But ferns could easily seduce you into collecting, because without any prompting, they do such silly things. They grow tassels like bunches of parsley at the end of their fronds. They subdivide wildly to make patterns as complex as the delta of the Nile.
A seemingly sensible, law-abiding fern such as the hart's tongue, with a plain green, strap-shaped leaf, will suddenly flip its lid and perm its edges into a series of frilly curves, or try out a black stem instead of a green one. As each permutation arose, the Victorian fern fanciers wrote out a fresh tag, bolting an extra descriptive bit of botanical Latin on to the existing name.
Ferns tend to creep up on you slowly, but once they've got you, you are lost. That's no surprise: they are so graceful, so architectural, so cool. They do not tug at your skirt as you pass by. They just get on with being ferny. They might be designer darlings, but it won't go to their heads.
Symmetry is built into every fern's soul. That is what gives them such grace. They are stayers, too. Although not technically evergreen, the hart's tongues give an evergreen effect, for the old, strappy leaves survive all through the winter until the new fronds begin to unfurl. Then – as with all ferns – you should cut away the old foliage so that you can enjoy the extraordinary drama of the new ferns unfolding. The shapes are New Age ballet.
Some ferns are meatier than others. The common polypody (Polypodium vulgare) is the sort of fern a child might draw: a midrib with leaflets sprouting along it at regular intervals.
Its cousin, P. vulgare 'Cornubiense', comes from Cornwall and is much more complicated. The frond of the common polypody is never more than about 8cm wide. 'Cornubiense' makes a much broader frond, each leaflet or pinnae subdividing into further sections and overlaying each other quite densely. Its new fronds grow in late July (which is useful) and it peaks in August, when other greenery is getting tired.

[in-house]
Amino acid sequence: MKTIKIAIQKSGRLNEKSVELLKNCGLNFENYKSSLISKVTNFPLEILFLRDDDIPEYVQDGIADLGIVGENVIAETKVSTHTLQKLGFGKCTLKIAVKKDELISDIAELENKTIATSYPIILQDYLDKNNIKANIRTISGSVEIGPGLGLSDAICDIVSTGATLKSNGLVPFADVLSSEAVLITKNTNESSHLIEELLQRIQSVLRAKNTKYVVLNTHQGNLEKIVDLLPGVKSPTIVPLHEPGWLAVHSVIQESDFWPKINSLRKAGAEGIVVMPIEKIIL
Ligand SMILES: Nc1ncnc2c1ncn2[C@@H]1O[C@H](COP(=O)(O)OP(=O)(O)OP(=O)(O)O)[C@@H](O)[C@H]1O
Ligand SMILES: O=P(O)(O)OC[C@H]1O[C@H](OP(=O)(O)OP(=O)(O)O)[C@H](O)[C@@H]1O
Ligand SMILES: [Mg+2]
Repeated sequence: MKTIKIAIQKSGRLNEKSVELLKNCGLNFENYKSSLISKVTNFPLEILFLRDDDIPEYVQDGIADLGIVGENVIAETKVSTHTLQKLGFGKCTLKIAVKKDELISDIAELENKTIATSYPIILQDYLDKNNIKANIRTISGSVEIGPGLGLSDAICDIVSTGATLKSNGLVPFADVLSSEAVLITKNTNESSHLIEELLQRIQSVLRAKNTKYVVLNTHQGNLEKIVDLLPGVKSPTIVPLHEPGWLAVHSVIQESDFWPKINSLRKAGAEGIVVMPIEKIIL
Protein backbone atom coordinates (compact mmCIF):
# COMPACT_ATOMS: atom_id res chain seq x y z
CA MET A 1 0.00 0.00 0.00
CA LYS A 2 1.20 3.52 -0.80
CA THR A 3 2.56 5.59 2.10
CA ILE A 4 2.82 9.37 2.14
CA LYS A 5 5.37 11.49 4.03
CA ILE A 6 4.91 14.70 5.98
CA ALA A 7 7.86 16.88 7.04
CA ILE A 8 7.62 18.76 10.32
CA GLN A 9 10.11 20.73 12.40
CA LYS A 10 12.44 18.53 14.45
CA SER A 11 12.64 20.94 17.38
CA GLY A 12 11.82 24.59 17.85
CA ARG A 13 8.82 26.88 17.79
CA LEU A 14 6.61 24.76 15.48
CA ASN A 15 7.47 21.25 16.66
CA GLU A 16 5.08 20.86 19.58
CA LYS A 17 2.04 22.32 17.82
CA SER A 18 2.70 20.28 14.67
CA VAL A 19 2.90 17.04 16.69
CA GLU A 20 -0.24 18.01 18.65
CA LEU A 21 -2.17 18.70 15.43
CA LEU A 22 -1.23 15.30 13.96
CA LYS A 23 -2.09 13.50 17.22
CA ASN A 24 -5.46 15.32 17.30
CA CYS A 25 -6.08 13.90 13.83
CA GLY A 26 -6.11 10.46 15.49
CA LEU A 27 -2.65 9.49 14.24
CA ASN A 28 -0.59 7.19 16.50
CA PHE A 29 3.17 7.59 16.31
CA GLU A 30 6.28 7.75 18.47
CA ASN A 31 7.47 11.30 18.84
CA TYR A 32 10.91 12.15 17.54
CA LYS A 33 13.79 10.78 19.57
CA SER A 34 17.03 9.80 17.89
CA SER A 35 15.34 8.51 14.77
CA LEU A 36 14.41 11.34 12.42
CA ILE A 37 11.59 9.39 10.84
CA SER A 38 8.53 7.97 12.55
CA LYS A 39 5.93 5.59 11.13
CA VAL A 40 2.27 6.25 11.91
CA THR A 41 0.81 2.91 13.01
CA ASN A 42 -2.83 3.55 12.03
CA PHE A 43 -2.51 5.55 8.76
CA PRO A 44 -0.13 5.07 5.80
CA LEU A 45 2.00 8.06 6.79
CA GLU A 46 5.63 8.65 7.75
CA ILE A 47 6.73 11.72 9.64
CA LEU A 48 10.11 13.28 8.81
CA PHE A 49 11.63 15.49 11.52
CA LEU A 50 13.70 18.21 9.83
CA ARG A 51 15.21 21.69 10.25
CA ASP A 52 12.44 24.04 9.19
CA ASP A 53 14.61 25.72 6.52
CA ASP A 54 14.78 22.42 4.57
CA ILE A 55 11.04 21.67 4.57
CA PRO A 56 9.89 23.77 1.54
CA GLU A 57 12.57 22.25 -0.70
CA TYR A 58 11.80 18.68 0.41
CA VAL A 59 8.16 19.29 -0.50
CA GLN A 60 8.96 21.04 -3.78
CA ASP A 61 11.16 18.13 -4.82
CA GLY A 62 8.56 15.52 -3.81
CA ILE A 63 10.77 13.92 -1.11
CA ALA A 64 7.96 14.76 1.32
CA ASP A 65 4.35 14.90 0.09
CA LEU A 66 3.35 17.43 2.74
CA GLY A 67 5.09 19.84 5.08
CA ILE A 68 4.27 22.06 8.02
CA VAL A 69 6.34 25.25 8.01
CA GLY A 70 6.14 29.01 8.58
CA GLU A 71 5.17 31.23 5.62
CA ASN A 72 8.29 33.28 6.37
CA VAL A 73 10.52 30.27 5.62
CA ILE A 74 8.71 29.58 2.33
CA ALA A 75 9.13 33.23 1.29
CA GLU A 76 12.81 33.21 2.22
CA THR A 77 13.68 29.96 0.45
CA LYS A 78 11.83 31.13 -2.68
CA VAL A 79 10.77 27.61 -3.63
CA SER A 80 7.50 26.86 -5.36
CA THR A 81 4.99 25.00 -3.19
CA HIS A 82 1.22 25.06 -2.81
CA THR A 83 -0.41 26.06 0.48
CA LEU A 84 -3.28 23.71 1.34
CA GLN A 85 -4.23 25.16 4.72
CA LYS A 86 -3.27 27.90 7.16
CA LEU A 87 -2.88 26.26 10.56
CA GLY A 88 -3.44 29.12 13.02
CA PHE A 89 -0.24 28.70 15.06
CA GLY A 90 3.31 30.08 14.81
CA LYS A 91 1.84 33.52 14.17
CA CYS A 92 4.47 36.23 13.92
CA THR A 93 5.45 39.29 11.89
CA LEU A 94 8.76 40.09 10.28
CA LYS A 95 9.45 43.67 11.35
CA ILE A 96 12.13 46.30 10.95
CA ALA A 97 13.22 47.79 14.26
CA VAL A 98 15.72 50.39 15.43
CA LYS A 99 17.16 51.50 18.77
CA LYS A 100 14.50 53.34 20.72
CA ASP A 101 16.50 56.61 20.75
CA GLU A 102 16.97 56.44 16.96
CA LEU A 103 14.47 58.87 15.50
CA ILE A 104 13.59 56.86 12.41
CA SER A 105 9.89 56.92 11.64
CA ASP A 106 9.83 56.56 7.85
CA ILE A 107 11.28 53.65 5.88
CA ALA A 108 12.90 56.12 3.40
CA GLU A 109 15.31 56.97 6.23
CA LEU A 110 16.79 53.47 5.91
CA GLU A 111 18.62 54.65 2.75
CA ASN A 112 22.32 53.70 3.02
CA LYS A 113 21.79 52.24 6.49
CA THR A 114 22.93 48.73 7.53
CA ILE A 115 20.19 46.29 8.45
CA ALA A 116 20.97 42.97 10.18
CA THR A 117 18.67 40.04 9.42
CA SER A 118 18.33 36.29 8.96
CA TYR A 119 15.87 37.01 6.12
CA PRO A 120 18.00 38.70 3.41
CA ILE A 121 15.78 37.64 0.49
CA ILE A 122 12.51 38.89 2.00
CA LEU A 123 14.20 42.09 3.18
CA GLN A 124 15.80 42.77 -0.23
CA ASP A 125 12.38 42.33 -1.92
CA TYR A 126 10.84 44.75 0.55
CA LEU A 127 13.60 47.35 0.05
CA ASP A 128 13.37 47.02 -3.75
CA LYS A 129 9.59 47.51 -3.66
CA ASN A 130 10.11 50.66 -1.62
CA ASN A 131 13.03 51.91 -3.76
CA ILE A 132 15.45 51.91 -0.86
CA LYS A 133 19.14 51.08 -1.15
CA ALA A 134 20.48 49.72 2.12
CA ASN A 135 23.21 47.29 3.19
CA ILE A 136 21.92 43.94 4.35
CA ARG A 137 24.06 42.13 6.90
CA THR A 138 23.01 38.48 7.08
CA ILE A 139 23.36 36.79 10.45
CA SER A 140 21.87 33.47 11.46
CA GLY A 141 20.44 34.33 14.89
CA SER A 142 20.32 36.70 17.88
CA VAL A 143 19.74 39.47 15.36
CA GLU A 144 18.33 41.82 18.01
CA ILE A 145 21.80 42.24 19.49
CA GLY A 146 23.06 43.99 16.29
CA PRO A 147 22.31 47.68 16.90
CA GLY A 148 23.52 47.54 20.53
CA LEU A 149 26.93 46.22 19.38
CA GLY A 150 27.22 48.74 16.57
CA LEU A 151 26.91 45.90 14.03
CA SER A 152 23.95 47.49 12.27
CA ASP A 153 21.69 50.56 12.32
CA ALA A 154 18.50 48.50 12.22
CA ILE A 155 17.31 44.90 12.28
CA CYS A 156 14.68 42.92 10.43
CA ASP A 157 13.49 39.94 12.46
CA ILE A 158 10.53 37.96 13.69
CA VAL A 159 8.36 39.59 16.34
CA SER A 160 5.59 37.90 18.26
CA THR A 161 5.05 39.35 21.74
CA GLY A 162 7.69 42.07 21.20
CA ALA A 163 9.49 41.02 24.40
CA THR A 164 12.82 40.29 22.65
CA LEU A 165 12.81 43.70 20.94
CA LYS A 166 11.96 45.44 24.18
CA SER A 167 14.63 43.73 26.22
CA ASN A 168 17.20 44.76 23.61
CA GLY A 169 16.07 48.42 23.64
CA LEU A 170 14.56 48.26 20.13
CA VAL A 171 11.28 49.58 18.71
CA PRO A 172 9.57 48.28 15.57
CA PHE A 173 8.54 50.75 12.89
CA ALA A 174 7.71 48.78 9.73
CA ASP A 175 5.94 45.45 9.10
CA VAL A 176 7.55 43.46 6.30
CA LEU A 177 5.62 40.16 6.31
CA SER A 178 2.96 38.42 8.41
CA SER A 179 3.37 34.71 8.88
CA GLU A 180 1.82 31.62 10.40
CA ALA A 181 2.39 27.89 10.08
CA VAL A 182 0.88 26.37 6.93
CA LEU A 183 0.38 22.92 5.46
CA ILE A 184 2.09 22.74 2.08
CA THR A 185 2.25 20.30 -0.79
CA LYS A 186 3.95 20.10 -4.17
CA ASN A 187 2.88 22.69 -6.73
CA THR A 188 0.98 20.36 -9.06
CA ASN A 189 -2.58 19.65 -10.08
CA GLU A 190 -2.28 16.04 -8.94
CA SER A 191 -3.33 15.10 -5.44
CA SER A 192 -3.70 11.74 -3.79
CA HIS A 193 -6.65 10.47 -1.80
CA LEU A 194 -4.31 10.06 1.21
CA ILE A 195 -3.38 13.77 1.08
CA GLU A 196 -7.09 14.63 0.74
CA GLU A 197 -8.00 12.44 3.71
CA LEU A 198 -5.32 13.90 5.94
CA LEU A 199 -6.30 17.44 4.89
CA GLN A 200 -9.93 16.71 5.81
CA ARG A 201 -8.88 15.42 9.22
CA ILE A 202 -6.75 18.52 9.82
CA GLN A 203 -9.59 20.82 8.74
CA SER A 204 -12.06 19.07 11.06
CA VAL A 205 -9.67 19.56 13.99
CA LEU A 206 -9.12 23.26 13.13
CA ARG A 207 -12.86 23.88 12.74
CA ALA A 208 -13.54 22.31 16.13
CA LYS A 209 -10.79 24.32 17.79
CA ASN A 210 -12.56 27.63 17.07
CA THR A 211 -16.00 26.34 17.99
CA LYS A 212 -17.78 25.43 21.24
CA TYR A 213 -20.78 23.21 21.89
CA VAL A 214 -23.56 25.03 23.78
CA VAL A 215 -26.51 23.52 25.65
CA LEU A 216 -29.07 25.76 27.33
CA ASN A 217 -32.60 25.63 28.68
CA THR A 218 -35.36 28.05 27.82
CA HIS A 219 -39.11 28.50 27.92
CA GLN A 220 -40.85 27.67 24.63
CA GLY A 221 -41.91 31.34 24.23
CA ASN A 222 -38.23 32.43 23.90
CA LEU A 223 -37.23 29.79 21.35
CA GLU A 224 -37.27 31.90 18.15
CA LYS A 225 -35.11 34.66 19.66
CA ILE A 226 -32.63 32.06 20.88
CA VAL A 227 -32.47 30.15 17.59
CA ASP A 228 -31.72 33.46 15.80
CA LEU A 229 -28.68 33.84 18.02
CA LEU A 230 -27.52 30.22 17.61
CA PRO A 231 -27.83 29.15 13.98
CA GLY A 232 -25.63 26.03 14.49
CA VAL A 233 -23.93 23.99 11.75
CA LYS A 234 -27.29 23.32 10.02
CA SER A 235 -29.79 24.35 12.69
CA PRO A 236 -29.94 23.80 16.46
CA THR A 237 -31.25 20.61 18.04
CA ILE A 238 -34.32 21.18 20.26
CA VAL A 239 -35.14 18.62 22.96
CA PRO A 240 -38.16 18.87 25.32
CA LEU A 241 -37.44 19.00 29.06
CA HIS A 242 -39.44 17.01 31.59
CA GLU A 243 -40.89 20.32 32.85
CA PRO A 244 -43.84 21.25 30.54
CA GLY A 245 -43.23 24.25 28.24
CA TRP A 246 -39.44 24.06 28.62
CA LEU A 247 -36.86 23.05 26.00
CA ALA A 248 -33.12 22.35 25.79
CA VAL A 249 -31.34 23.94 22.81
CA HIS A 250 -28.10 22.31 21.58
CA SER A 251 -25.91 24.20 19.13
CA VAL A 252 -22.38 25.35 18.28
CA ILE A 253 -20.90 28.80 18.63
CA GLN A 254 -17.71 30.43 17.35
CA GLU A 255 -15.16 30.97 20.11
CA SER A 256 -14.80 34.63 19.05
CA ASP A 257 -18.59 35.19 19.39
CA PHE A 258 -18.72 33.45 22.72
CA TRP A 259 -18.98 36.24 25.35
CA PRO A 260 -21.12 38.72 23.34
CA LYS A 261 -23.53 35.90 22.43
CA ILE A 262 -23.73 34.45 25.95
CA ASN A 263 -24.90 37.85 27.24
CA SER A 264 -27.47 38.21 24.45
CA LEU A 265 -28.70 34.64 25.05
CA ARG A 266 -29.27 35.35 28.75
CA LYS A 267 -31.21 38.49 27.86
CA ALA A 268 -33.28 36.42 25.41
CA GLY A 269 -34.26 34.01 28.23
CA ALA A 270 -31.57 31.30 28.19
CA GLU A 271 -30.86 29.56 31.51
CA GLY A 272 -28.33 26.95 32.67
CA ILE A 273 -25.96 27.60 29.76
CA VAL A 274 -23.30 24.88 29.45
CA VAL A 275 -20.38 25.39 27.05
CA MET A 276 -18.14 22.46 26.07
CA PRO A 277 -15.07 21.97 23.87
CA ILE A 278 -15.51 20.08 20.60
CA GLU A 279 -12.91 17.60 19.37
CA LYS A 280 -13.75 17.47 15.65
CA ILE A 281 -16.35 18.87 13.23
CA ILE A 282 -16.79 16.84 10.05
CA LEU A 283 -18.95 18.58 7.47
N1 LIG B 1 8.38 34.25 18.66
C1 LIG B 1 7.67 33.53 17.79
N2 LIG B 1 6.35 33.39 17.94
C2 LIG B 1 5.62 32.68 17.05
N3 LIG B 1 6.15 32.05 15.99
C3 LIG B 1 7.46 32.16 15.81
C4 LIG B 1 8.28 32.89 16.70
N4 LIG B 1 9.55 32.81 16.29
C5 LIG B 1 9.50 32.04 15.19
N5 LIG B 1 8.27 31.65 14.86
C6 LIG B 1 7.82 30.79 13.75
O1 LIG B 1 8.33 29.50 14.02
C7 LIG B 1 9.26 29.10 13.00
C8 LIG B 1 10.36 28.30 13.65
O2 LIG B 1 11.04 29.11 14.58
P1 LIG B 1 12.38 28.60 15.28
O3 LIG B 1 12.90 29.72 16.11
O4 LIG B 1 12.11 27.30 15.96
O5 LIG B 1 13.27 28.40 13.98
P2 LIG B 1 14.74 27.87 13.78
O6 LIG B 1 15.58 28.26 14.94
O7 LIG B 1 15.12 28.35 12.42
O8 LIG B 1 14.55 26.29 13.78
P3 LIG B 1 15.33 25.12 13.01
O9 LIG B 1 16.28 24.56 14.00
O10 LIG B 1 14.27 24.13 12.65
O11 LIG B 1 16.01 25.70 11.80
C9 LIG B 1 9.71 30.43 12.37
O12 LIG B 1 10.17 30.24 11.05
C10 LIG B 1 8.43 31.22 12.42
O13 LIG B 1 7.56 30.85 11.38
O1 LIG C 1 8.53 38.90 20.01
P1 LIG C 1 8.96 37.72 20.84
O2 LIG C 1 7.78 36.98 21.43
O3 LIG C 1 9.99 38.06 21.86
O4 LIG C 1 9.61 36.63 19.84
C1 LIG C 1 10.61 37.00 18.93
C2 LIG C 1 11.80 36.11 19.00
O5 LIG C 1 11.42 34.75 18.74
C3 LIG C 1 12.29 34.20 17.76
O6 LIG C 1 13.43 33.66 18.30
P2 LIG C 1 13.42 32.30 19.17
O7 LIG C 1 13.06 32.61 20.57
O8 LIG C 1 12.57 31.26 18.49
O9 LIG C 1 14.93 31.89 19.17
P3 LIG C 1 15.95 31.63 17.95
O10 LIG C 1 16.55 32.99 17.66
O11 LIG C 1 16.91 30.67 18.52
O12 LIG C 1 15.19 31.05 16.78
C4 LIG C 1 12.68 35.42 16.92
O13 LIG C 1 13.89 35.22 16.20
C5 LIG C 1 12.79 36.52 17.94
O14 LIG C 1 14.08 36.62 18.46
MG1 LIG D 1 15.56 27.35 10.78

I have it growing with cyclamen and the fresh green fronds are at their best as the cyclamen start to flower. Humus, added as a mulch in autumn or spring when you are planting, will encourage all ferns to flourish.
See asplenium, cystopteris, dryopteris and osmundas at Sizergh Castle, Kendal, Cumbria LA8 8AE (01539 69813, nationaltrust.org.uk); athyrium at 2 The Dell, Haywards Heath, Sussex RH16 1JG (01444 415271), open by appointment only; dicksonias (tree ferns) at Glasgow Botanic Garden, Glasgow G12 0UE (0141 276 1614, glasgow.gov.uk); dryopteris and polypodium at Harlow Carr Botanic Gardens, Crag Lane, Harrogate, North Yorkshire HG3 1QB (01423 565418, rhs.org.uk/harlowcarr); polystichum at Greencombe, Porlock, Somerset TA24 8NU (01643 862363, greencombe.org.uk) and The Lakeland Horticultural Society's garden at Holehird, Ullswater Rd, Windermere, Cumbria LA23 1NP (01539 446008, holehirdgardens.org.uk). Join the British Pteridological Society c/o Dr Alison Evans, Springfield House, Salterforth Rd, Earby, Lancs BB18 6NE, nhm.ac.uk/hosted_sites/bps; membership (£25) includes twice-yearly issues of the 'Fern Gazette'. Read 'Fern Fever' by Sarah Whittingham (Frances Lincoln £35)Reuse content